a blanket without warmth

the night afforded no apology
i could not be distinguished from it
i do not remember becoming part of it

part of it shivering beneath the stars
shivering into dawn
alone

i could find nothing there but strength    pure and flowing
from within
it was here i built my dream in homage and wilderness
so high above the earth
Aug 2020 · 31
Nature's Art
Earth and heaven yield to each other.
Points of light reflect ancient eons.
Stars recede billions of miles beyond.

Koi pond turns to canvas sprinkled
with specks of white. Celestial
expressionism. Mind measures Art.

Infinity reigns throughout the universe.
Eternal patterns swirl in water and sky.
Clusters of starry lights create a canopy.

We live between here and above.
One star shines down mercifully upon us.
The pond pours back its dazzling glory.
Aug 2020 · 30
Hunt for the Greek
Liquid diamonds adorn the sea,
silver sunbursts of brilliance shine
through the waves, living, heaving,
violent jewels of seaweed and paste.

The sky bares its midriff of pale blue
skin, unmarred like a newborn, a marble
dome of sweetness and smoothness,
restless to immerse the nascent dawn in light.

Under the fierce Aegean sun, we saunter
toward Pireas' port, bags packed, supplies
secure, farewells sobbed, to set sail for Spain,
like Odysseus on his makeshift barque.

The journey demands a lifetime of searching
signs, of casting far and wide to escape
the Sirens' enervating songs, anchoring
the helm in darkened caves the size of yurts.

On the hunt for El Greco, the Greek painter
holed up in Toledo, his home away from home,
his haven of elongated, diaphanous figures,
who rise to the clouds, linking heaven and earth.

We owe the Greeks the fat seeds of culture:
philosophy, theater, sculpture for all, democracy
for the fortunate few, women and slaves stuck
in the kitchen pouring libations for ancient sins.

Shades haunt the past, mounting arsenals of guilt
and accusation. The Greek splashes linseed oil on
canvas, erases his debt, dabs an eerie white in the eyes
of threadbare saints, who elevate to everlasting heights.
Aug 2020 · 39
music
our shadows rise
on the winds
floating like flat
darkened clouds
ready to spill rain
ready to spew specks
of identity
dense as bone

all is hidden
on the pavement
unsteady outline
of a stretched-out
body minus feet
weightless as sight
wobbly as breath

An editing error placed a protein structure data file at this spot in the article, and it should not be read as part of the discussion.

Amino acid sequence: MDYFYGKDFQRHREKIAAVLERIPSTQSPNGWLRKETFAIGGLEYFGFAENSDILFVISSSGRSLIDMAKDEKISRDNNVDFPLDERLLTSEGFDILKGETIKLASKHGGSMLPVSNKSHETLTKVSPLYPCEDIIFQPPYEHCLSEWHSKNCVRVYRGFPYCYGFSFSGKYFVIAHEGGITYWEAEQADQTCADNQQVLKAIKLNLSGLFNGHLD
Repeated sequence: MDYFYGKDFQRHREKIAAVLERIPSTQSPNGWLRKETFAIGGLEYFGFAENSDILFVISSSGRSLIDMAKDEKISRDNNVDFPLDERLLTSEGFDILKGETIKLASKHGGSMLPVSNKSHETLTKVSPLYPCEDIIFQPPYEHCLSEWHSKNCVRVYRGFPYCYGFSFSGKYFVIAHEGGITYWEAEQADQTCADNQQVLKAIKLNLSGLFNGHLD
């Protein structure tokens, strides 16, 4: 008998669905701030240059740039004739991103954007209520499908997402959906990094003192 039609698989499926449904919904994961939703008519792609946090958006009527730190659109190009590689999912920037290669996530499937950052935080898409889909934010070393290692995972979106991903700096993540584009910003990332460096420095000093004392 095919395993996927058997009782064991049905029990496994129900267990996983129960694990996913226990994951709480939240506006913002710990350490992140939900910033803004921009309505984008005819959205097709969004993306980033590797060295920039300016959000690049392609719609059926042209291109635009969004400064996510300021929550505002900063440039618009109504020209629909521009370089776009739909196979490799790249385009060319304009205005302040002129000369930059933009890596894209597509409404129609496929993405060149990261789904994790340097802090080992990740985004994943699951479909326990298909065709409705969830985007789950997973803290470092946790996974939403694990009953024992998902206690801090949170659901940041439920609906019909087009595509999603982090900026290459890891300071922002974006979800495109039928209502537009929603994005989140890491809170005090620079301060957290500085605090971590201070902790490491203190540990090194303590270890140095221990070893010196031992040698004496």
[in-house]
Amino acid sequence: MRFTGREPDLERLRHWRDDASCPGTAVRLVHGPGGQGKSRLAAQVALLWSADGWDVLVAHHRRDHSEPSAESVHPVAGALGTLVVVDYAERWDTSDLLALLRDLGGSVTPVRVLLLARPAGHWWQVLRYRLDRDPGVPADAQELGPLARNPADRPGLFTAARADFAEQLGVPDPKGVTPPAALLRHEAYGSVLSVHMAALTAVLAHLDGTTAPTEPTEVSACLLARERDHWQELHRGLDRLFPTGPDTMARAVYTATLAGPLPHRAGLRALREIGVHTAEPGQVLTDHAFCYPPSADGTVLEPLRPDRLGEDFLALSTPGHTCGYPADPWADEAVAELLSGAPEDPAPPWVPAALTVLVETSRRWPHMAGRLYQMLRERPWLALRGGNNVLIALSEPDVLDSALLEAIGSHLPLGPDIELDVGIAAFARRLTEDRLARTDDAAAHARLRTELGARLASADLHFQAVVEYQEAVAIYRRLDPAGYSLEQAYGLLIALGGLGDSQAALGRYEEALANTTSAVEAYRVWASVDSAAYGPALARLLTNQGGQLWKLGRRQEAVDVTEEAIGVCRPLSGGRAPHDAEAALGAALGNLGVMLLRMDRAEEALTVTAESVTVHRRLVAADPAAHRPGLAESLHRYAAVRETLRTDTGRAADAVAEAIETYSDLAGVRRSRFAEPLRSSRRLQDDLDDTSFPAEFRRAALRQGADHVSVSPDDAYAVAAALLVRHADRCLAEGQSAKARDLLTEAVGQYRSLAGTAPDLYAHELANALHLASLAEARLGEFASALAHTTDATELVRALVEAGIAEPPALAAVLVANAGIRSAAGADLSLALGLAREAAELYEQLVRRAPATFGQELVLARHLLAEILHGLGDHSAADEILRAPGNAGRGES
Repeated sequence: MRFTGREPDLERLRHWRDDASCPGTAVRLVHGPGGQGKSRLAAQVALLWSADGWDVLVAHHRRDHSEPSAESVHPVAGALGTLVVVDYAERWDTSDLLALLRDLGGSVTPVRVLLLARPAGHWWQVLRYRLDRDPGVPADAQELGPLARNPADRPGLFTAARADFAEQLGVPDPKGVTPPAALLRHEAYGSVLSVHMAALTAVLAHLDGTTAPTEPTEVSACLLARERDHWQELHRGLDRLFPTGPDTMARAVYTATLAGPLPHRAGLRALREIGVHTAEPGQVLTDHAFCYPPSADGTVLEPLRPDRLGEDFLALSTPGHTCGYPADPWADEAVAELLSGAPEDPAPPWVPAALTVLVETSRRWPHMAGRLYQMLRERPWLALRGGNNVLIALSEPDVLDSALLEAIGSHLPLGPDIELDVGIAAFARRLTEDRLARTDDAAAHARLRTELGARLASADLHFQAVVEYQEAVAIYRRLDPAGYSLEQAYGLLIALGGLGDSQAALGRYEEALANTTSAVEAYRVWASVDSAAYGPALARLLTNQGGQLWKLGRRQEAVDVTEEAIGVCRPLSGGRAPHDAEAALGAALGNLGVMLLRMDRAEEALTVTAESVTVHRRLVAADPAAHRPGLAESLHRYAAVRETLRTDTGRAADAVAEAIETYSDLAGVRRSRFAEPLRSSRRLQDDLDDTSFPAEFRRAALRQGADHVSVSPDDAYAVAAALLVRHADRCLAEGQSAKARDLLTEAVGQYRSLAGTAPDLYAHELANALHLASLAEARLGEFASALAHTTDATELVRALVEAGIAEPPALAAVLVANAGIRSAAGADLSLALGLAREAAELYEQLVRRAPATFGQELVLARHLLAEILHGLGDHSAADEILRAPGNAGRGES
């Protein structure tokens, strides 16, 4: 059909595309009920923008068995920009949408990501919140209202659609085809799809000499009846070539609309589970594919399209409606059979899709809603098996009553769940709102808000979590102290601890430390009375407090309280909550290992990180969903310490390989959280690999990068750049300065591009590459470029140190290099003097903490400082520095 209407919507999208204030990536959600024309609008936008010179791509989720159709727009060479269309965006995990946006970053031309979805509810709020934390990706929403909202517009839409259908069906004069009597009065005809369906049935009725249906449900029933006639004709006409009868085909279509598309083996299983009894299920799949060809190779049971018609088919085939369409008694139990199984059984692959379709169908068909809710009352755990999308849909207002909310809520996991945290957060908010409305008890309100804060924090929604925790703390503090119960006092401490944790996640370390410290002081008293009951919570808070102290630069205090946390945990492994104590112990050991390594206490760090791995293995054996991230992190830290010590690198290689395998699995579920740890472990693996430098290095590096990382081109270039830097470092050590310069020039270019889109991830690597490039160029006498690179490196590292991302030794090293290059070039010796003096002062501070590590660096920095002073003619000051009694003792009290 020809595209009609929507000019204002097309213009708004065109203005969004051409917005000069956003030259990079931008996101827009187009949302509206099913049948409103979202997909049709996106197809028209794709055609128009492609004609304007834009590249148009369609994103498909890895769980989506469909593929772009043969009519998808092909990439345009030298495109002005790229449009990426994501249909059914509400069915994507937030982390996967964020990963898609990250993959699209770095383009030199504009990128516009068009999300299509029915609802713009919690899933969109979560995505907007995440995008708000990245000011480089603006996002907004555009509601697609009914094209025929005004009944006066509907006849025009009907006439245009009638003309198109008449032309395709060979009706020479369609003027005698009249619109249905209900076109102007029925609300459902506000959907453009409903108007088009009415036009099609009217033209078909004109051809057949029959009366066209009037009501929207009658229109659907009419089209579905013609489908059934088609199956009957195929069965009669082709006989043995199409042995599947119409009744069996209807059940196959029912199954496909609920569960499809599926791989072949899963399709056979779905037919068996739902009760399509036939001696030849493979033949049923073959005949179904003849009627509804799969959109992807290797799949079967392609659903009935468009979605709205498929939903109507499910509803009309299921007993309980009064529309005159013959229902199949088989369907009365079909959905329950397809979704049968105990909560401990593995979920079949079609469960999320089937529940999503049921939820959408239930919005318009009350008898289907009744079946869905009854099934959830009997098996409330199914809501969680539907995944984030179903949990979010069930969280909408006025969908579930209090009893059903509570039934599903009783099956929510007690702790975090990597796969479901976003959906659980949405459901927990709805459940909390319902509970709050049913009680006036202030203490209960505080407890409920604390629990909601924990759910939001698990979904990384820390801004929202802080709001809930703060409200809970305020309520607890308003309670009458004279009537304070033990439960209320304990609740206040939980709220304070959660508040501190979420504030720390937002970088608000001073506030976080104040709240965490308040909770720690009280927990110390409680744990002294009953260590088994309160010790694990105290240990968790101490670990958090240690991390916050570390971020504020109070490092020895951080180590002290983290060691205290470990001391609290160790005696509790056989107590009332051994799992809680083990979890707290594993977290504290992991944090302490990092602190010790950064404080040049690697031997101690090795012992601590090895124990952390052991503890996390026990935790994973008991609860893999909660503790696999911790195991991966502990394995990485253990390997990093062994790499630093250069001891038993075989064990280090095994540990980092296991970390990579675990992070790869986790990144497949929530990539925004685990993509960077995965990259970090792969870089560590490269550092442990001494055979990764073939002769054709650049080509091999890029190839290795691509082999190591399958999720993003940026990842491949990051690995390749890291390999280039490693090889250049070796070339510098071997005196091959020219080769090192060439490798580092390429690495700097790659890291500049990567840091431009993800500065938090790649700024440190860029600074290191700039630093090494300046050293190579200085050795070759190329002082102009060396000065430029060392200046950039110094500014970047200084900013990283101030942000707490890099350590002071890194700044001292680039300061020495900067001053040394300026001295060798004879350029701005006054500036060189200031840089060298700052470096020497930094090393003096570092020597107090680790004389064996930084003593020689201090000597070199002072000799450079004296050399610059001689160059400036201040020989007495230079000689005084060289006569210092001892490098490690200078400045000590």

penniless as touch

our shoes demand
new strings
a place
in the picture
wavering lumbering
like behemoth
branches rocked
by the winds

sprinkling
flecks of substance
shooing
voices to silence
sensing
the pluck of music
waiting
in the wings
Aug 2020 · 30
o n l y b l u e
1.
sunlight prisms through beveled glass
aging oak door squeaks      open      shut

only blue emerges      verging on violet
mixing three-alarm-fire red in buckets

spattered with streams of coagulated paint
safely      the room turns        sea      sky

the color of my faulty iris      too much
light pours through its torn surface

2.
reality wears no aura or crown      only
glare and double imagery      to see things

twice is to reap the whirlwind      from
my doppelganger to twin oak branches

high above my fertile lawn      two is a blue
number      prime and insinuating      duplicating

the snake in Eden      pairs of vipers slither
at my feet      vision is performative      it acts

out      toward what it beholds      a shivering
subject defenseless against the label

object        hopeless to transform
itself in front of the spying Other

3.
light refracts      refracts      spreading thin
to bathe the authentic self      the true

self      the self who will not squint away from
blue      who will not pour red into

prisms to alchemize        purple      most royal
of colors      oligarch of hybrid hues

by divine design        purple rules      the field of vision
before it        all things shiver as one

in dual dimensions      they recite their
names      twice      the authentic serf      the true serf

4.
backs break under burdens of vision      serfs
march double-file        into exile      their way

draped in regal tunics of purple      their way raked clear
of signs      of double vision      twice color blind

my eyes turn inward      away from purple
seeped forever in      shades of  b    l    u    e
Aug 2020 · 43
Decline of the Gods
Charcoal, silver, sea-blue clouds muscle up